Greek diasporans of older generations participate in diaspora communities, for example cultural or professional associations, in those connected with the Greek Orthodox church, or in associations based on regional origins (i.e. people from the Peloponnese, Crete, etc.). These have been the traditional ways of staying in touch with their national and cultural identity and traditions. Newer generations (either those that are second-, third-, fourth-generation Greeks or those that emigrated in the recent large wave caused by the 2008 economic crisis) also choose to connect through online communities. Technology can be an indispensable medium for interaction between communities of scattered Hellenism. It can bring diasporans with a specific cause together (i.e. funding Greek schools abroad) in an online forum, or help them mobilise for economic, philanthropic, or political purposes in the homeland. Especially during the pandemic, there have been numerous examples that demonstrate diasporic engagement facilitated through information technology. For example, technical and psychological support was offered online, as well as fundraising campaigns which were enabled through platforms (for example, one of the Greek diaspora’s campaigns was launched through ‘The Hellenic Initiative COVID-19 Emergency Response Fund’).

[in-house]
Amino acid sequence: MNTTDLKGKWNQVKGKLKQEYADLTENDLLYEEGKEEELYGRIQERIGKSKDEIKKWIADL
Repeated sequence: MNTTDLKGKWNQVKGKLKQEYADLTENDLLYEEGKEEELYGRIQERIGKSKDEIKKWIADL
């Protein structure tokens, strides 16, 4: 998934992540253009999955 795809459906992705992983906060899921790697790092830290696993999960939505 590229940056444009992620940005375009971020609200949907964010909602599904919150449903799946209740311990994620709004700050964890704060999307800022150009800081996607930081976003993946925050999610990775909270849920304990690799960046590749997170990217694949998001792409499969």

Technology has been progressively nurturing diasporic networks. Especially during this unparalleled pandemic crisis, it has assisted recent emigrants and diasporans to remain in touch with their loved ones, to retain social bonds to their homeland and psychological links to their identity. In fact, the impact of technology since the outbreak of the pandemic has further eradicated boundaries and helped in the creation of new diaspora groups, which offered support, connectivity and valuable information to communities in need. 

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Foteini Kalantzi

Dr Foteini Kalantzi is the A.G. Leventis Researcher at South East European Studies (SEESOX), St Antony’s College, University of Oxford. Her work focuses on migration, diaspora politics, European borders, and Greek political affairs.

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This article is part of the issue ‘Empowering global diasporas in the digital era’, a collaboration between Routed Magazine and iDiaspora. The opinions expressed in this publication are those of the authors and do not necessarily reflect the views of the International Organization for Migration (IOM) or Routed Magazine.